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Biden Continues March To Nomination, Winning Alabama and Tennessee

By  Ashe Schow
Democratic presidential candidate former Vice President Joe Biden walks to his car after visiting the Buttercup diner on March 03, 2020 in Oakland, California. Biden's Super Tuesday election night gathering will be held in Los Angeles.
Justin Sullivan/Getty Images

Former Vice President Joe Biden is so far sweeping the Southern states on Super Tuesday, having immediately won the North Carolina and Virginia primaries after polls closed. He also won Alabama just after the polls closed, but had to battle it out in Tennessee with rivals Sen. Bernie Sanders (I-VT) and former New York City Mayor Mike Bloomberg.

With 49% of precincts reporting, The New York Times and NBC called the primary for Biden around 9:15 p.m. So far on Super Tuesday, Biden has won four states while Sanders has won his home state of Vermont. At the time of this writing, Biden was leading in an additional four states – Oklahoma, Massachusetts, Minnesota, and Arkansas – while Sanders was leading in Maine, Colorado, and Texas.

The early primary results give Biden a commanding delegate lead, but Texas and California – which each have hundreds of delegates to disperse – have not been called yet. Sanders, as mentioned previously, is leading in Texas and recent polls suggest a strong showing for him in California.

There are 14 states with primaries on Super Tuesday, but so far Biden is doing well. Of the five states that have been called so far, Biden has won four. The wins keep him in the lead as far as delegates go, but there are still 9 states to be called and even though some of Biden’s challengers dropped out over the weekend, he still has to contend with Sanders, Sen. Elizabeth Warren (D-MA) and former New York City Mayor Mike Bloomberg.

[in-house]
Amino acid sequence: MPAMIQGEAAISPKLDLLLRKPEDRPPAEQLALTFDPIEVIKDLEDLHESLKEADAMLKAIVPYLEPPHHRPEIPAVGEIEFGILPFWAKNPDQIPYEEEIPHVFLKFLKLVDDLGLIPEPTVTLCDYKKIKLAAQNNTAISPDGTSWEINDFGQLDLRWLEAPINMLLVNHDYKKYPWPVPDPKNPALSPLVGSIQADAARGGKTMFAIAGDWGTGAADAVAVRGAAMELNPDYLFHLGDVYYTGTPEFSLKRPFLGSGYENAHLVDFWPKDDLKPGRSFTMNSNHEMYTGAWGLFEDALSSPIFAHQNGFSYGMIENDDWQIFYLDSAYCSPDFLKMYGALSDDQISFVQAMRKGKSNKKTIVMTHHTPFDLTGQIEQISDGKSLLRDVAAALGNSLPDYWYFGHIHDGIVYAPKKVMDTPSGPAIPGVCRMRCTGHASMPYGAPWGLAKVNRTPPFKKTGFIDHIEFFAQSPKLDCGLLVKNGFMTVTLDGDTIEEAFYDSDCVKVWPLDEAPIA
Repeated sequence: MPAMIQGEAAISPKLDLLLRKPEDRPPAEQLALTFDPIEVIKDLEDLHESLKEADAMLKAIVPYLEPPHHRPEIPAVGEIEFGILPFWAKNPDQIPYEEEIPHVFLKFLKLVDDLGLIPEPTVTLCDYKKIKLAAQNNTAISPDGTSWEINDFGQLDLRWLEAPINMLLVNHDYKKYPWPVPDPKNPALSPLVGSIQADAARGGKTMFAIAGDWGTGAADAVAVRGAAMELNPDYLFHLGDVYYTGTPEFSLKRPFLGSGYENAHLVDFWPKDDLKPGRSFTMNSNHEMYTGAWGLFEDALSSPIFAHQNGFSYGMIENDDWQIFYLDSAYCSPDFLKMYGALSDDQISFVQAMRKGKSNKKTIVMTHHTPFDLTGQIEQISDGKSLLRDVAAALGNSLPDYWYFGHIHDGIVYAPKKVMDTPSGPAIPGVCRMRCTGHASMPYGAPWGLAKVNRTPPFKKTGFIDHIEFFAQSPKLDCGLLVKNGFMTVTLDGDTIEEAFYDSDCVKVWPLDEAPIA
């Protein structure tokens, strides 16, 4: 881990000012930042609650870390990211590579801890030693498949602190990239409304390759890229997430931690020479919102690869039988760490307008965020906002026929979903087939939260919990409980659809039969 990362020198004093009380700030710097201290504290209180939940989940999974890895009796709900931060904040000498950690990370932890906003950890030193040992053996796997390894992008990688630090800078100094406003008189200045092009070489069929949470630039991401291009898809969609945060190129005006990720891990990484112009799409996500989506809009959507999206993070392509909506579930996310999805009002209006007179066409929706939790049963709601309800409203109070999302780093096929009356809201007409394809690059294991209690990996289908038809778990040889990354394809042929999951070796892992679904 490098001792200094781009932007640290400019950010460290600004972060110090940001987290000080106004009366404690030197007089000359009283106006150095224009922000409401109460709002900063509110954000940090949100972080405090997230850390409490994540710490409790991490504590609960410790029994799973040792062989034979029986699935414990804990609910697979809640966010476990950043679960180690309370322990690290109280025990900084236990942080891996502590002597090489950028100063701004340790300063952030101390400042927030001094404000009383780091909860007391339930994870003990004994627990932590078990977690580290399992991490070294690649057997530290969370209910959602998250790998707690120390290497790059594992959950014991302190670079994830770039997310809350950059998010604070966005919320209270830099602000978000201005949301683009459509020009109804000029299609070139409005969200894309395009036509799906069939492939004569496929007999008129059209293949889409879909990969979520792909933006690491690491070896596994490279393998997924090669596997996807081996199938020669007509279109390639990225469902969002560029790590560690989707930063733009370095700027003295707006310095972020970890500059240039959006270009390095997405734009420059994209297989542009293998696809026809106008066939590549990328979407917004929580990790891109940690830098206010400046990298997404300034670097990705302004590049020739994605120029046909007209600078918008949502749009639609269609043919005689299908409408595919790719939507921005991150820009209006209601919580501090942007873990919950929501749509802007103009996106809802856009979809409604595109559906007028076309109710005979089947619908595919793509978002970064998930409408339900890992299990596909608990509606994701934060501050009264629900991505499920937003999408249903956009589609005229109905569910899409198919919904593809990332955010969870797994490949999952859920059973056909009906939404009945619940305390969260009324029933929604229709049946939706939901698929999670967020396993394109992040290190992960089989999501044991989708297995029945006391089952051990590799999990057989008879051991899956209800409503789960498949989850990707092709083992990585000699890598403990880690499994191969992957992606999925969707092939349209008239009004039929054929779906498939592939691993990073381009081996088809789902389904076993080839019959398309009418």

Biden had been doing poorly in the early primary states: He placed fourth in Iowa, received no delegates from New Hampshire, and placed a distant second in Nevada. On February 29, however, his luck began to turn as he finished first in South Carolina, bringing his delegate count from a dismal 15 to a commanding 54, just six delegates behind the current front runner, Sanders.

By winning Alabama, Tennessee, North Carolina, and Virginia, Biden will pick up around 150 delegates, while Sanders so far is taking home far less in these early states. That will Biden him into not only an early lead for Super Tuesday, but also put him in the lead for the Democratic nomination. Sanders won his home state of Vermont, but that brings with it about a dozen delegates.

Of course, this early win may not seal Biden as the candidate. Just days ago, Sanders was polling 2-to-1 over his next closest rival in California, which has a whopping 415 delegates to give away. But Biden’s quick win in Virginia could also signal a continued upswing for the candidate. In the days before Super Tuesday, some of Biden’s toughest competitors dropped out of the race and endorsed him. Both South Bend, Indiana Mayor Pete Buttigieg (who won the Iowa caucus and had the second-most delegates before the South Carolina Primary) and Sen. Amy Klobuchar (D-MN) who surprisingly had come in third place in New Hampshire and picked up a delegate in Iowa, dropped out of the race and endorsed Biden in an effort to keep Sanders from winning the nomination. Along with their endorsements, former Senate Majority Leader Harry Reid (D-NV), former Sen. Barbara Boxer (D-CA) and failed presidential and senate candidate Robert “Beto” O’Rourke (D-TX) also endorsed Biden.

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